Capital and largest city of Massachusetts and one of the most important cities on the Atlantic seaboard since early colonial times Significance:
During the nineteenth and early twentieth centuries, Irish and Italian immigrants significantly changed the political, religious, and cultural life of the predominantly Anglo-Saxon Protestant city of Boston. In the early twenty-first century, Roman Catholics make up Boston’s largest religious community, and the Irish play a major role in Boston politics. Non-European immigrants have transformed Boston into a racially diverse city with a significant minority population.
From its founding by Puritans in 1630 until 1845, Boston was a port city dominated by what were called the Brahmins: a community of Englishdescended Protestants. The city was a financial and business center with little indigenous industry or agriculture to attract immigrants. After the American Revolution, prospective settlers of the new country, arriving with dreams of land ownership, bypassed Boston because of its lack of space.
Irish Great Migration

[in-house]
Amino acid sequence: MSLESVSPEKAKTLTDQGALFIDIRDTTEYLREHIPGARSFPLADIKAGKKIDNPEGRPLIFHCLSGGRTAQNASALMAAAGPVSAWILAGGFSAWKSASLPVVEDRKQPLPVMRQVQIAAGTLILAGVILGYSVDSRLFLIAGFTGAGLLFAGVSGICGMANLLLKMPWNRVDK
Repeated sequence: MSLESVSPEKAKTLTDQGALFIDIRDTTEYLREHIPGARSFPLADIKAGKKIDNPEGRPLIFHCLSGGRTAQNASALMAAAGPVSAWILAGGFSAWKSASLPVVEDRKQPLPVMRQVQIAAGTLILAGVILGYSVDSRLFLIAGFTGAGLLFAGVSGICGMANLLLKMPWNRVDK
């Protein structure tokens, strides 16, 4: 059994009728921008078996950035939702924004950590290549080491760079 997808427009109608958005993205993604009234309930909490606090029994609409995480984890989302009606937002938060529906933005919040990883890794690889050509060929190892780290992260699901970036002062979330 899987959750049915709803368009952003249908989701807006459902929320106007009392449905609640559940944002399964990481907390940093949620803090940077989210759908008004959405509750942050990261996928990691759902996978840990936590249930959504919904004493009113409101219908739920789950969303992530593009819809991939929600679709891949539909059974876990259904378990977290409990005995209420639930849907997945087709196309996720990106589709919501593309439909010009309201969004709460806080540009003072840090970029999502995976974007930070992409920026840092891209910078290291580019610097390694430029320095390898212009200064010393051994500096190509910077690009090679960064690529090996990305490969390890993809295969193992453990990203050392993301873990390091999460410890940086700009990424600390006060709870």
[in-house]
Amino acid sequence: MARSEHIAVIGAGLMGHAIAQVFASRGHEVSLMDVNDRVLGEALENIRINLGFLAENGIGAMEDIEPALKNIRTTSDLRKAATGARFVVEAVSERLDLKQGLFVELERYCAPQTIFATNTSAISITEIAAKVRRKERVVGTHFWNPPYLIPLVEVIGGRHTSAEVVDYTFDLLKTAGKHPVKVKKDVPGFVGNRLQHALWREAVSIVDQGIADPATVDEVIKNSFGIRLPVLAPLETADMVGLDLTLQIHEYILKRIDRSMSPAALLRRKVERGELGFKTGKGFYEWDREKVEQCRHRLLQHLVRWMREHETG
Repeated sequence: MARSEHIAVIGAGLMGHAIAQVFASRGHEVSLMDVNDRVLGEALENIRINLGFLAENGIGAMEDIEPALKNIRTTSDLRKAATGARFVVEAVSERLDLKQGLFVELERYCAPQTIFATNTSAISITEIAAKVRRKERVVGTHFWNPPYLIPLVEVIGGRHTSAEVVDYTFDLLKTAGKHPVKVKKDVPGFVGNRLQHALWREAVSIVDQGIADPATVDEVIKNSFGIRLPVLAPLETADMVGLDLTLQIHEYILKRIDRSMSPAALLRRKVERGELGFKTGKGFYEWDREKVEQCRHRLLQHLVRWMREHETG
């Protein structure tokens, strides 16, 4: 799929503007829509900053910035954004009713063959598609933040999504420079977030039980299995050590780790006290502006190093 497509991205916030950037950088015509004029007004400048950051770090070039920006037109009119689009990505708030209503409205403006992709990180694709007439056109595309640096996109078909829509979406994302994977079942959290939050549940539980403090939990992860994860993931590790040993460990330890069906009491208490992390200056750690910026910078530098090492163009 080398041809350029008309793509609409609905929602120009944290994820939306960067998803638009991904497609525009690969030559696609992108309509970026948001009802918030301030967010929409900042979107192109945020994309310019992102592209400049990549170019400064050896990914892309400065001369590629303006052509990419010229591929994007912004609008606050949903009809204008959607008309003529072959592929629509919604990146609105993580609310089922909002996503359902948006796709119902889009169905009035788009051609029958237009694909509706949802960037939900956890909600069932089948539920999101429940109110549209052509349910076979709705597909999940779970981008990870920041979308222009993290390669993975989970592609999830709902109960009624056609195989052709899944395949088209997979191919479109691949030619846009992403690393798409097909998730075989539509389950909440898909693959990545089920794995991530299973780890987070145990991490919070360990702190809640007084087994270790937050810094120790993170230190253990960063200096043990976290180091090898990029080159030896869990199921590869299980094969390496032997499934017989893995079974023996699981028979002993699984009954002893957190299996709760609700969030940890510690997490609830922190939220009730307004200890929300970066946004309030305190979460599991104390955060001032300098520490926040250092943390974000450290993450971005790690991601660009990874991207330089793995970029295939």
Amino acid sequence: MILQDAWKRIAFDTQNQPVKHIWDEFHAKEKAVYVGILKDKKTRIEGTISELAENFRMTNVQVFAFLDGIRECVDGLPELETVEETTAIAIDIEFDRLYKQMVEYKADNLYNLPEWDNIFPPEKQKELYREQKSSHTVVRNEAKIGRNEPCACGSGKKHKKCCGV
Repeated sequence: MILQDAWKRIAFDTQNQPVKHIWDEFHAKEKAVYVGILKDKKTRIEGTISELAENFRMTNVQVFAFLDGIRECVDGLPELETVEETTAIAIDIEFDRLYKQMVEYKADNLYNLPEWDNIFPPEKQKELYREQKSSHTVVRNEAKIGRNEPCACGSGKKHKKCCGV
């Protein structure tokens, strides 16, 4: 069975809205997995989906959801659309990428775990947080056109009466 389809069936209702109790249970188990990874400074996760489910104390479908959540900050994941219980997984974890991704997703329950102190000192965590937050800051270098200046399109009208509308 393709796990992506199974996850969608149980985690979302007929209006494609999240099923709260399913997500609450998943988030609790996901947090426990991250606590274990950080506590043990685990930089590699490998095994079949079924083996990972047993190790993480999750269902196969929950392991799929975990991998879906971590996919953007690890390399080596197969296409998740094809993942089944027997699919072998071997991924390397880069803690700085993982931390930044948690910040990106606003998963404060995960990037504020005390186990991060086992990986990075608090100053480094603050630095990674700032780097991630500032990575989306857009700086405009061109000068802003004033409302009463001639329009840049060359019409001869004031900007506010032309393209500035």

The economic and political environment in Ireland—widespread evictions and the potato famine beginning in 1845—created the conditions necessary for the first large immigrant group to remain in Boston. Irish immigrants were too financially drained by the cost of transportation to move on once they reached Boston. The dramatic influx of Irish immigrants—the Irish population in Boston grew from four thousand in 1840 to more than fifty thousand by 1855—permanently changed the city socially, culturally, and economically. Cheap Irish labor transformed Boston from a commercial to an industrial economy, with the native Bostonians reaping the benefits as owners, while low wages left the Irish crowded into the city’s first tenements. There were cultural conflicts with the native Bostonians, especially over religion, since the vast majority of the Irish were Roman Catholic, while the Brahmins were Protestant, and politics, since the Irish tended to be labor-oriented Democrats, while the Brahmins tended to be business-oriented Republicans.